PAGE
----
Size: 24x36 inches
Substrate: Premium Matte paper
Bleed: full bleed (image goes edge to edge)
Why all the posters of Washington: Working on a series for posterattic.com on artwork, portraits and jewelry created during George Washington's lifetime. We well be putting up as much as time allows. Take a look!
About This Piece: On January 18, 1779, the Supreme Executive Council of Pennsylvania passed a resolution commissioning a portrait of George Washington for the Council Chamber and selected Charles Willson Peale as the artist. In preparation, Peale traveled to the Princeton and Trenton battlefields in February of 1779 to make sketches for the background. The original portrait, the full-length version now in the Pennsylvania Academy of Fine Arts, was a tremendous success and Peale completed numerous copies for royal palaces abroad, each time updating the general's military dress. This figure of George Washington was probably painted between June and August of 1780. In every other version, Washington is shown after the Battle of Princeton, but here he is depicted after the Battle of Trenton, the turning point of the war. It has been suggested that this portrait was commissioned upon the order of Mrs. Washington, because it is the only portrait in which Washington wears his state sword and because the painting descended in the Washington family.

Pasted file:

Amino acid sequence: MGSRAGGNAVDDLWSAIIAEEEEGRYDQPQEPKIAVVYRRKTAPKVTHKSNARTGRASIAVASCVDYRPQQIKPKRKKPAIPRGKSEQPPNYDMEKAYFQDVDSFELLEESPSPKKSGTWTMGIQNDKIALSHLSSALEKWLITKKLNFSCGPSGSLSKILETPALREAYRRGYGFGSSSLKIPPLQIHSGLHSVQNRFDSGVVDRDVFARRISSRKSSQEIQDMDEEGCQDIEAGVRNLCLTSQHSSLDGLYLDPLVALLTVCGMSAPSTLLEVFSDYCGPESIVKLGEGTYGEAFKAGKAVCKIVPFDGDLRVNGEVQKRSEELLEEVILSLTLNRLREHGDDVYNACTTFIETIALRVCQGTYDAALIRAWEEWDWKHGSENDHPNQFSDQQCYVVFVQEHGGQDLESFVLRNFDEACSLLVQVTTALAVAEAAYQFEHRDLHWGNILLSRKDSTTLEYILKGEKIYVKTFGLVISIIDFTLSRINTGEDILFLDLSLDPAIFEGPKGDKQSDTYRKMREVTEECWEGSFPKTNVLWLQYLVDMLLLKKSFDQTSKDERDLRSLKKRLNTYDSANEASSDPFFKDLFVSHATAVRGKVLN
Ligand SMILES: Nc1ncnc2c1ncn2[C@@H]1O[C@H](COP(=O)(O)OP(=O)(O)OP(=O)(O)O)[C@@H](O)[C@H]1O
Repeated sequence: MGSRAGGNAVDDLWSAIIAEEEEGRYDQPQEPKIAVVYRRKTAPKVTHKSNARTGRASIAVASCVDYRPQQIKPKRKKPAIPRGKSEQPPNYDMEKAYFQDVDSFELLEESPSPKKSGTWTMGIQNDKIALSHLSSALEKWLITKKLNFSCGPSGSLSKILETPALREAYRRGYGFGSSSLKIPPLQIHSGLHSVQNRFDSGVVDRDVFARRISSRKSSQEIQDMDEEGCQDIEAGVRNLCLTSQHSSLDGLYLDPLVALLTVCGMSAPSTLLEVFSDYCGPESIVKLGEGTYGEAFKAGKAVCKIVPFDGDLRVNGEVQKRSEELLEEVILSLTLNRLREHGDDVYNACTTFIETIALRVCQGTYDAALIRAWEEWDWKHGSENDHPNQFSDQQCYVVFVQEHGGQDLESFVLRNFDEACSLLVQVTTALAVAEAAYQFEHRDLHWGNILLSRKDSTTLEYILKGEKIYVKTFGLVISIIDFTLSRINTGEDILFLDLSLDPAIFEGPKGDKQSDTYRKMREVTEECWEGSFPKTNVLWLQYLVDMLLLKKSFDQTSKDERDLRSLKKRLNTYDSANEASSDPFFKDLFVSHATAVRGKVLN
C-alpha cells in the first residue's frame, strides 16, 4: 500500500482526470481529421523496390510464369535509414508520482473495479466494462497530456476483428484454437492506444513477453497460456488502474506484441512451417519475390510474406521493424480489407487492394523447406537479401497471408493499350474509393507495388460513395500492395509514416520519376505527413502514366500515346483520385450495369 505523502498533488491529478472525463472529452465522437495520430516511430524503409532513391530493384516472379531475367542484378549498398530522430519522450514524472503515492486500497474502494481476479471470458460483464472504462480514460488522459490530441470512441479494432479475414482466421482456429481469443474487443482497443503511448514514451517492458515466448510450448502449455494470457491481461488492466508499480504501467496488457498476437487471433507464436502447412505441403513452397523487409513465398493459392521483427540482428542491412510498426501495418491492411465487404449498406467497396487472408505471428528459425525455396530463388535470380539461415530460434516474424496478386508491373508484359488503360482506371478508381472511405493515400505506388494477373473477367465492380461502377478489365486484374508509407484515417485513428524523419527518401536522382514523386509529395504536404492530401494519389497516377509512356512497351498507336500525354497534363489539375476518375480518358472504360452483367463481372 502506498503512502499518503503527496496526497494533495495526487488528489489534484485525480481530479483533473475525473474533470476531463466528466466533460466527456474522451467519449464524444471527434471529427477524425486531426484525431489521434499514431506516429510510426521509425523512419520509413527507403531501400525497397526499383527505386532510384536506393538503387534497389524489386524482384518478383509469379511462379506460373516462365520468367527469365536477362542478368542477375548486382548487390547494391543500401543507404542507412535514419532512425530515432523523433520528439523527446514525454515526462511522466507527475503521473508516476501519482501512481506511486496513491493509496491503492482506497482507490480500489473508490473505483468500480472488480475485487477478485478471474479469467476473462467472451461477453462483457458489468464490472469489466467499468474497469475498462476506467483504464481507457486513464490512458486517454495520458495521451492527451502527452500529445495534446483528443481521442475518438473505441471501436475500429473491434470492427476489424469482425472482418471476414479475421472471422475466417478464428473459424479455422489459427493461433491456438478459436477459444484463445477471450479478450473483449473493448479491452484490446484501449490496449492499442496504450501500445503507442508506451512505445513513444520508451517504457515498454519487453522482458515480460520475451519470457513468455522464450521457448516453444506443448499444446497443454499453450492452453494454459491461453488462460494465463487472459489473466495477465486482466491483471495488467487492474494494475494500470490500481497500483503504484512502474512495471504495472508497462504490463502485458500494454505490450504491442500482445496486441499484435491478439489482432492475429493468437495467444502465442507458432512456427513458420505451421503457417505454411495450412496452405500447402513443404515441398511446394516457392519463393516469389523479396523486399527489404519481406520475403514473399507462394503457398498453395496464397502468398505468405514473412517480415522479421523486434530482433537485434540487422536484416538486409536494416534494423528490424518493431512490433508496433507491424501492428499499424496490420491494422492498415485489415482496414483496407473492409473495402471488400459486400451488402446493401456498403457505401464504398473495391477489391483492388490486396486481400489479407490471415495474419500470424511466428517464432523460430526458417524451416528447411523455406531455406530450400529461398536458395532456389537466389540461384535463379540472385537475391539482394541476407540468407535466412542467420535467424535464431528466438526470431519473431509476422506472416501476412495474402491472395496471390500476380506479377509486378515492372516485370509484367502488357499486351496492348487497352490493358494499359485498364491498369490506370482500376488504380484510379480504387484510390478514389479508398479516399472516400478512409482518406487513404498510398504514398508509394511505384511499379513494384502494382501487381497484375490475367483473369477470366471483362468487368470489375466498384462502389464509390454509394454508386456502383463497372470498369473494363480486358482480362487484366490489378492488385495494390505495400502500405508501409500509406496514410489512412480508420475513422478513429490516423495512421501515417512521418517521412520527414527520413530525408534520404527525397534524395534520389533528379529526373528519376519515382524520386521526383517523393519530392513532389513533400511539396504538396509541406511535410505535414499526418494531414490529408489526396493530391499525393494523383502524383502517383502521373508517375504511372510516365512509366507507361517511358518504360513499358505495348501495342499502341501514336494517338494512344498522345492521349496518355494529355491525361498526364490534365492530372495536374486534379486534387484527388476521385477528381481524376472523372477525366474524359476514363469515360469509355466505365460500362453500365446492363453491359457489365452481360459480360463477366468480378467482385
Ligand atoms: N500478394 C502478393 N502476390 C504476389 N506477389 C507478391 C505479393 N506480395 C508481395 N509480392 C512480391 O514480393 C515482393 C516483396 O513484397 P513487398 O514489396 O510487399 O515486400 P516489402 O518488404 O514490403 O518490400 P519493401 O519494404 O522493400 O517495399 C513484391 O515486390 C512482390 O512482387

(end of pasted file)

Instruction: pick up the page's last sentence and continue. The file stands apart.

On view at The Met Fifth Avenue in Gallery 753
This image is part of The Met's Open Access Images program and has a "CC0 Public Domain Designation." This image will be printed with the highest of standards. If for some reason you do not like it (but you will!), full refunds are offered.
Please check my little poster boutique store for hundreds of prints like this as well as some original designs.
Thank you for visiting. This a beautiful piece.
Printed upon order.